Friday, April 18, 2008
The "Compassion Forum" on Sunday night at Messiah College was not exactly
the debate scientists had hoped for. It wasn't a debate at all; Hillary
Clinton and Barack Obama were interviewed separately. Jon Meacham of
Newsweek asked Senator Clinton straight out, "do you personally believe
life begins at conception?" "I believe the potential for life begins at
conception," she began. Would she now try to explain to this Christian-
conservative audience why a single cell is not just a very small person?
Not a chance; she wandered off into a discussion of her Methodist roots.
It would be up to Senator Obama. Campbell Brown of CNN, Meacham's co-
host, asked Obama what he would say to one of his daughters if she asked
him if God really created the universe in six days. Glory! It was the
opening scientists pray for, a chance for an audacious young man to tell
the story of creation to the entire nation. "No dear, the story of the
beginning of the universe is far grander than that. It is 14 billion
years old and still changing. Science has learned much, but there is far
more still to be learned . . ." Of course he did not say that. He
said, "Six days in the bible may not be 24-hour days." Sigh! They
debated again on Wednesday - nothing to report.
Vioxx was a top selling painkiller until Merck took it off the market in
2004 after evidence linked it to heart attacks. Merck reached a $4.85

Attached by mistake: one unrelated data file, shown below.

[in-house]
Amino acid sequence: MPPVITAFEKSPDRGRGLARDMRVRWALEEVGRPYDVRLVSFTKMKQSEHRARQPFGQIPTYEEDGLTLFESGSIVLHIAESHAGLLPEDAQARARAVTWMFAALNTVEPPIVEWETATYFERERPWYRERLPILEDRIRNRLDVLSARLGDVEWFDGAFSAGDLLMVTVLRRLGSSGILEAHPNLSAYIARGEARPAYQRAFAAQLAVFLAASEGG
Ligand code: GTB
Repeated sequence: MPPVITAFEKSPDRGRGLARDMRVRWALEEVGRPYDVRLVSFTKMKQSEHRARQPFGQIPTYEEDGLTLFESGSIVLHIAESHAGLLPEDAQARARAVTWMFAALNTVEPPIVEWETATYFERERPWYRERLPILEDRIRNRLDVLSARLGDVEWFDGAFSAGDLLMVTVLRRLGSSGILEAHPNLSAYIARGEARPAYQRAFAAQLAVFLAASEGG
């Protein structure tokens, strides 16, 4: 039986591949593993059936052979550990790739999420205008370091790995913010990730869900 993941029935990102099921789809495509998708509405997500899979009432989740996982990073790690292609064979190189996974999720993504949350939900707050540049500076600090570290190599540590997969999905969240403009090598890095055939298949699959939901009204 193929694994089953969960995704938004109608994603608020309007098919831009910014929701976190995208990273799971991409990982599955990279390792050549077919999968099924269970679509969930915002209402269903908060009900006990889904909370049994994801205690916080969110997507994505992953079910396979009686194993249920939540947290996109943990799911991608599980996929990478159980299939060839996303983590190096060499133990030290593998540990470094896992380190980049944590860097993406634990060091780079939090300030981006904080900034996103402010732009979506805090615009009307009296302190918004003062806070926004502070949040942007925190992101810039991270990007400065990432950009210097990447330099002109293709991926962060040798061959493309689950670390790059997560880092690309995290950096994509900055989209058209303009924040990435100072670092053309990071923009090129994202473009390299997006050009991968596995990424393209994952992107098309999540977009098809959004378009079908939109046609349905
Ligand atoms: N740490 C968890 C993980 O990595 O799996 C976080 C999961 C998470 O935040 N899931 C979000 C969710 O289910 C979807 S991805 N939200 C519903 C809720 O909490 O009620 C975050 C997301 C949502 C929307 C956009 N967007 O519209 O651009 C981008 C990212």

billion settlement of thousands of Vioxx lawsuits, but, according to a
story by Stephanie Saul in Wednesday's New York Times, documents released
in those cases reveal a practice of promoting Vioox by recruiting doctors
to sign drug studies actually ghost written by Merck.
John Wheeler, who died Sunday at 96, loved science. He was much more than
the man who coined the term "black hole." There will be many lengthy
obituaries to this man but I remember him best for his battles with
parapsychologist J.B. Rhine and for his attempt to have the Parapsychology
Association expelled from the American Association for the Advancement of
Science, a fight he lost. Forced by a lawsuit to issue a public apology
to Rhine, he told me it was the most difficult thing he had ever done. We
are better because he was among us.
A meteorologist, Lorenz died Wednesday at 90. He found that seemingly
insignificant differences in initial conditions can lead to wildly
divergent outcomes of complex systems far down the road. At a AAAS
meeting in 1972, the title of his talk asked "Does the Flap of a
Butterfly's Wings in Brazil Set Off a Tornado in Texas." Alas, the
frequency of storms cannot be reduced by killing butterflies.